Fringe Season Premiere Review: Olivia vs. Olivia
After a one-week Fringe marathon, the anticipation of the fourth season premiere was eating me alive. "Neither Here Nor There" certainly lived up to its name, but was it a worthy successor to the disappearance of Peter Bishop?
Starting the episode with a confrontation between the Olivias was like a dream come true. How I have waited for the characters to spend serious screen time together! Anna Torv was awe inspiring as always, playing each Olivia with just the right amount of disdain for the other. With the changes in Fauxlivia at the end of season 3, I wonder how it would have played out if they had remembered Peter. Would the reception have been softer, or just as icy?
The introduction of my favorite Stargate alum, Joe Flanigan, as Lincoln Lee's partner Robert Danzig was a fleeting tease of the worst kind. They gave just the briefest hint of how incredible it would be to have him on the show. And then they erased him. It was the first time I had fallen so quickly for a guest character on the series and been so let down by their loss.
My new hope for the season is that we will find him on the other side! The producers made it pretty clear that within the boundaries of our Fringe universe deaths weren't always permanent, right? I know other Flanigan fans had to be as piqued as I was. Shall we start a campaign?
At the very least, the introduction and death of Robert Danzig brought to us our Lincoln Lee as a member of the Fringe team. His assimilation with the unit felt natural, especially Olivia's hesitation at bringing him on board and then astonishment that he got to work before her. After what appeared to be years of working cases alone, she found in Lincoln a worthy partner.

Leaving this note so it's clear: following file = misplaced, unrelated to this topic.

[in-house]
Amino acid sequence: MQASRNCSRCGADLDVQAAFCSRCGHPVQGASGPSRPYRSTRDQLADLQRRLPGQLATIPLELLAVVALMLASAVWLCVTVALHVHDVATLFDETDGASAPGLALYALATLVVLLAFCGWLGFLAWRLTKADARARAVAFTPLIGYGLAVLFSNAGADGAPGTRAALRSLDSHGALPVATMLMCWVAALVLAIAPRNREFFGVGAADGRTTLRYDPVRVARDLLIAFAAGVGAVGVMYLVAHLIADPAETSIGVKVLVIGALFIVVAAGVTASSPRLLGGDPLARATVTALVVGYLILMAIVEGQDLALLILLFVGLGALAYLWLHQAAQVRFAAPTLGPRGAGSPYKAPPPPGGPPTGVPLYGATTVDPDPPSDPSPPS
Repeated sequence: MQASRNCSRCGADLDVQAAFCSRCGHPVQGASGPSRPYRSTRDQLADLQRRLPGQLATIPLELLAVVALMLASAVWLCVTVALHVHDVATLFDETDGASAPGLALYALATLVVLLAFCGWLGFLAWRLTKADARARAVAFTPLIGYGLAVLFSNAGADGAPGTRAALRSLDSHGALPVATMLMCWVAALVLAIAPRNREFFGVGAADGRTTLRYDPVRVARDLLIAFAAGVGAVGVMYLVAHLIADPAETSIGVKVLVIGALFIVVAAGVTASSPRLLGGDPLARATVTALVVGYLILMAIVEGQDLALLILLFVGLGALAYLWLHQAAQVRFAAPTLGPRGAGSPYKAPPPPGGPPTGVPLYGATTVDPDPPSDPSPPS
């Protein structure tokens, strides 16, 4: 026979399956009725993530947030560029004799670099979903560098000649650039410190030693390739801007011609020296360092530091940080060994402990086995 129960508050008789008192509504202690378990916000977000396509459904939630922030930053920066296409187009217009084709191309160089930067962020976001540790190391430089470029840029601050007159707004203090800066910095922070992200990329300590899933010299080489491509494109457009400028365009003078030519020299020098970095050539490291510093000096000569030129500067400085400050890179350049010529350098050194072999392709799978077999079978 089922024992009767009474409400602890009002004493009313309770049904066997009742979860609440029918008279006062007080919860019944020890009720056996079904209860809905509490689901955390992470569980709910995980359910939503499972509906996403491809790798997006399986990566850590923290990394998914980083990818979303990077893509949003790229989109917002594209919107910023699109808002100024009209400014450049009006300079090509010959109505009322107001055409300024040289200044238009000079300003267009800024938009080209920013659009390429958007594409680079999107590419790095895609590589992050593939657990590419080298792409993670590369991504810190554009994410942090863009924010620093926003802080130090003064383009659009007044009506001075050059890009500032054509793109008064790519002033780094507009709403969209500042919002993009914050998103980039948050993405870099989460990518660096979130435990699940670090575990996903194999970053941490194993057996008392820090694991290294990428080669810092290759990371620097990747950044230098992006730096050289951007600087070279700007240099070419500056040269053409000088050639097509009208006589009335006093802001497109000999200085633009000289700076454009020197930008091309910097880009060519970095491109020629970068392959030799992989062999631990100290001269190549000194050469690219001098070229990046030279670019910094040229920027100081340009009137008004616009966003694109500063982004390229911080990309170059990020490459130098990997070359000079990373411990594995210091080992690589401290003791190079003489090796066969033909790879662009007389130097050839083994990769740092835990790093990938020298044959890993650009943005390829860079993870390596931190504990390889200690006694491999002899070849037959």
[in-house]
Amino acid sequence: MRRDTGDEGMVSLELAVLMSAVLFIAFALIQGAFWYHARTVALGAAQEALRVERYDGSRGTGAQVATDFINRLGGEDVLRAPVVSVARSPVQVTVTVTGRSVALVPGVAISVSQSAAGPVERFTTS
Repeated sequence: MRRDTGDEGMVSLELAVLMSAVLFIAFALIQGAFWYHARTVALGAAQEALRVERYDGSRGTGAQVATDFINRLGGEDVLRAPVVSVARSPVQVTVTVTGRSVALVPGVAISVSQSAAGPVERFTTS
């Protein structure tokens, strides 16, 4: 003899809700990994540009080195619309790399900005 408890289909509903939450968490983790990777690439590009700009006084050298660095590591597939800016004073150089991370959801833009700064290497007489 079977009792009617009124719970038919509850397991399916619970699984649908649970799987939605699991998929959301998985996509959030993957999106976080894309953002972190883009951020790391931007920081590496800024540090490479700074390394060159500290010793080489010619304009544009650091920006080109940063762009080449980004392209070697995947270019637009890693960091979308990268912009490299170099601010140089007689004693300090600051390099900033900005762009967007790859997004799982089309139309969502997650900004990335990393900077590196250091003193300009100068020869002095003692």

The haunting references to Peter's absence were worked compellingly into the script. Outside of flickering images and Walter seeing him in the mirror, there was so much pain buried within each implication. It was there in Olivia's observation that Walter had nothing to tether him to the world, that he remained a bit on the outside because he was missing a bond to society. Walter followed that up with an allusion of his own; how much he hated that two people who were meant to be together could be torn apart.
It was just weird to see everyone we love walking around with gaping holes inside of their souls. Olivia was distant and cold, Fauxlivia was without the light she gained from having Peter's baby, and Walter, without his loving son, lived in the lab, not even assimilating enough to have a home. The loss of Peter truly ripped the hearts out of our beloved characters.
Amazingly, even the Observers, usually so grave and composed, were unlike themselves. It was my mother who pointed out the Observers' look of childhood innocence. They appeared to have a sort of wonderment at everything, and the main Observer was genuinely perplexed at Peter's refusal to be so easily erased.
It was as if Peter and the Bishops proved to be completely beyond the Observers' control. The Bishops' love and innocence, the choices they made in spite of the possible repercussions were never expected.
I assume as we move through the season, the Observers will either be out foxed by Peter and his fierce desire to return to our worlds, or they will have to readjust their own reality to allow him to come through. I just hope Walter isn't driven to the breaking point and that our Olivias find a happy place of their own before Peter returns - because when it comes out that Peter has a baby, there is no telling what it will bring out in them.
So, yes, seeing our characters fight the love and memory of a man who has been erased from their lives does live up to the disappearance of Peter himself. I'm looking forward to seeing how his return continues and particularly how his determined spirit will affect everyone as he struggles to return.